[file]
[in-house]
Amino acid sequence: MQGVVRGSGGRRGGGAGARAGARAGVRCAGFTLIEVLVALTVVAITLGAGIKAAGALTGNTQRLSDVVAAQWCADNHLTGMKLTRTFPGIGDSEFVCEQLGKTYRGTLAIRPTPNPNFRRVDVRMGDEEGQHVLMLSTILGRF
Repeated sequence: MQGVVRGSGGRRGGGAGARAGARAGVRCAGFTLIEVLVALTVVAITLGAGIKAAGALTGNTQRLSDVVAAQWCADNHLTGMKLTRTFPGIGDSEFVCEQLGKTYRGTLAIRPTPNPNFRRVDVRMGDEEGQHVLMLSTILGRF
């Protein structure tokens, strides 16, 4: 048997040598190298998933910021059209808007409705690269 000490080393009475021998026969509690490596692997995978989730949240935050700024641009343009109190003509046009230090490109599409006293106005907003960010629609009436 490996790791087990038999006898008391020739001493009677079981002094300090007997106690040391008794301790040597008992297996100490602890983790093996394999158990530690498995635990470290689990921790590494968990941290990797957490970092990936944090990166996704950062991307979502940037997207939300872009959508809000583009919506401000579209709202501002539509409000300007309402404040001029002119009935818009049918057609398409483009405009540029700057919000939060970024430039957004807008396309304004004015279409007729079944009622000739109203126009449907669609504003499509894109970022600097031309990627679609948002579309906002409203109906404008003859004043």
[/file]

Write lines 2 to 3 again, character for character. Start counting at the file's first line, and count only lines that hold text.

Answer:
Amino acid sequence: MQGVVRGSGGRRGGGAGARAGARAGVRCAGFTLIEVLVALTVVAITLGAGIKAAGALTGNTQRLSDVVAAQWCADNHLTGMKLTRTFPGIGDSEFVCEQLGKTYRGTLAIRPTPNPNFRRVDVRMGDEEGQHVLMLSTILGRF
Repeated sequence: MQGVVRGSGGRRGGGAGARAGARAGVRCAGFTLIEVLVALTVVAITLGAGIKAAGALTGNTQRLSDVVAAQWCADNHLTGMKLTRTFPGIGDSEFVCEQLGKTYRGTLAIRPTPNPNFRRVDVRMGDEEGQHVLMLSTILGRF